Avoid vague-isms: We invite misunderstanding and client frustration when we use language that isn’t crystal clear or don’t clarify when the client uses vague language.  A vague-ism about project scope might be to say or hear, “Just run with it.” Really? How far should we run with that idea? “Or you own it.”  What exactly is ‘it’ and what do you really mean by “own” it? Is that authority to approve deadlines and budgets? How about when the client says, “I’d like your proposal to be more creative” or “strategic.” The only way to make sure that any revisions you make will hit the nail on the head for the client is to ask a few questions to understand what’s currently missing and what they’re looking for. Another example is, “Do a little research on ABC topic.” Is “a little” a 15-minute Google search or a focus group in one vs. ten markets?   Or “Get back to me ASAP.” Who ever really means “as soon as possible?” Chances are the client wants your response by 3:00 not as soon as you can wrap up the other work you’re doing.

Sometimes we just need to listen, ask questions and clarify in order to know what the client really wants.

How to Respond to 3 Client Pulse Points – Platinum Rule (Part 2)

Wednesday, February 16th, 2011

We begin cultivating our client relationships from the moment we begin pitching for their business. We set high expectations from those very first meetings. We need to keep our focus on the relationship (not just the tasks we execute) from those exciting first conversations throughout the successes and struggles of the months and (hopefully) years to follow.

Our antennae need to go into overdrive around key “pulse points” — moments in the relationship that require a different level of service, caring or attention. There are three categories of pulse points:

  1. Business/Financial Pulse Points: The pressure clients feel during key budgeting cycles, at year-end, during planning periods, and during the  financial reporting process.
  2. Personal Pulse Points: The distraction and anxiety before vacations (pressure to get everything in order), during (what’s happening that I’m too far away to address?), and after (when the overflowing e-mail inbox and voice mails are overwhelming). And don’t forget weddings, divorces, babies or deaths in the family.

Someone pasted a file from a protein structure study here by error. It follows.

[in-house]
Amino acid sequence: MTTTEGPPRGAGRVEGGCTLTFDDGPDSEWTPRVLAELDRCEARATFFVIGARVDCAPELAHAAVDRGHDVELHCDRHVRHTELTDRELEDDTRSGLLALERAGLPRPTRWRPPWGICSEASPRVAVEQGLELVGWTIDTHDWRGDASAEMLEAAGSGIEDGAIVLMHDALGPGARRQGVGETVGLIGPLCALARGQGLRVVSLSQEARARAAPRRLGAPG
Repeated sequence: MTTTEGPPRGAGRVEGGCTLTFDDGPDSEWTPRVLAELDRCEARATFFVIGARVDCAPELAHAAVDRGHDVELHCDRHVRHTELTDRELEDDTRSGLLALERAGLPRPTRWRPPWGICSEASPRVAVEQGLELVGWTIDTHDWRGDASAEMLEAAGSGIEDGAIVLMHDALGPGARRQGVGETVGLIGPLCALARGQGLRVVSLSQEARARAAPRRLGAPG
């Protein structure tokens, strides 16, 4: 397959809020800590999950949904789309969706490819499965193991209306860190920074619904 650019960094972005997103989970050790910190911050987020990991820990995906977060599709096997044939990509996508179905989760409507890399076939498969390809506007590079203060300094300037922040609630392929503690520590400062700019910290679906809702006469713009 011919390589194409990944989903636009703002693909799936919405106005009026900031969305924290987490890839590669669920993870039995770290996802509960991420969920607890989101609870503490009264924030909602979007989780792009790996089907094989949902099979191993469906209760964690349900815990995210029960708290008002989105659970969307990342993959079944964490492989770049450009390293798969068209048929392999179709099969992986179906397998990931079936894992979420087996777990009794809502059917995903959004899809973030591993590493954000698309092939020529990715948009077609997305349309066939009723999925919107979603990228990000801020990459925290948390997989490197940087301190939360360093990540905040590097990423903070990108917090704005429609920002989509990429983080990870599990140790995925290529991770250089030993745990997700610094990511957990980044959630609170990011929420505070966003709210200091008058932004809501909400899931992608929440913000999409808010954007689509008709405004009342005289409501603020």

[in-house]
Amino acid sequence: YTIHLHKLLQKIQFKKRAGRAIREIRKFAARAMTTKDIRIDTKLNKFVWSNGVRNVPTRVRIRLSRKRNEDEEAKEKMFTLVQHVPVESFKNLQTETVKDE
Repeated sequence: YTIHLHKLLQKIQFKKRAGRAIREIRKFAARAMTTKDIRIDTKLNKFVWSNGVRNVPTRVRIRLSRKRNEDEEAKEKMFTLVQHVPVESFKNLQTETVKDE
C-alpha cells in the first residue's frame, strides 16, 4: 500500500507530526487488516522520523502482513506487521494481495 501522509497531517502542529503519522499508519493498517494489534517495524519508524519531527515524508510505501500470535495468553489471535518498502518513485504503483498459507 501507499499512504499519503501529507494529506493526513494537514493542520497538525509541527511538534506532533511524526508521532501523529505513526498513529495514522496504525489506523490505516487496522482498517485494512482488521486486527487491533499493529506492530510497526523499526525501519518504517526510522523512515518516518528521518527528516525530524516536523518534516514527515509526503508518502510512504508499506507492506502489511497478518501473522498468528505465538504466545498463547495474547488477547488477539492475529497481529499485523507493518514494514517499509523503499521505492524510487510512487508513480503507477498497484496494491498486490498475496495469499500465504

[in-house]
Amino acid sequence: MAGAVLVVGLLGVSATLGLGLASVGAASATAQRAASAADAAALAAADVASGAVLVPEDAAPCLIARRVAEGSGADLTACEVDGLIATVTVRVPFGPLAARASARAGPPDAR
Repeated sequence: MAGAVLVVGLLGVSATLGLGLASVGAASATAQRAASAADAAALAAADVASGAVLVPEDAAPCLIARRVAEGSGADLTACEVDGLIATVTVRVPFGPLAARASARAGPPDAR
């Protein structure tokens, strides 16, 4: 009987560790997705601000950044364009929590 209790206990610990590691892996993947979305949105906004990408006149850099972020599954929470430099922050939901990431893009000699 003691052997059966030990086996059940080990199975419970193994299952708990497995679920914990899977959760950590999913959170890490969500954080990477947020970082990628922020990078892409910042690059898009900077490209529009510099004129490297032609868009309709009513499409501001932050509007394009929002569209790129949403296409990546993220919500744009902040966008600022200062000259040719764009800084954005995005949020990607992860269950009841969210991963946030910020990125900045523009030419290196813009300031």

3. Organizational Pulse Points: You need to look a little more closely to tune into organizational pulse points. What shifts are taking place in management or the organizational structure? Who’s moving offices and who’s getting promoted?  A client’s responses will be different than usual when they’re promoted or passed over for promotion.

This isn’t rocket science, but during all pulse points, it’s critical to think about the Platinum Rule. How is the client feeling and what’s the best way to support her now, in this period of extra stress? How can you help or how can you get out of their way? How can you adjust your frequency of communication and work style to meet the changed –and charged–perspective of the client during these pulse points?

What business/financial, personal or organizational pulse points are ahead for your client?

Focus on 3 Things You Love About Your Clients, Managers, Teams…

Monday, February 14th, 2011

In honor of Valentine’s Day, focus on three things you love about your client. (She remembers to say thank you, she asks great questions, she is very demanding but holds herself to the same high standards…). Then three things you love about your manager. (He’s always accessible, he shares recognition for our team’s good work, he has my best interests at heart…). Then your team members. (They do whatever it takes to get the job done, they ask great questions, they collaborate well as a team). Then the individuals on your team. Then your peers. Keep that love coming!

And once you’ve thought about the three things, try communicating them. Go ahead…you can always say you got swept away by the spirit of Valentine’s Day.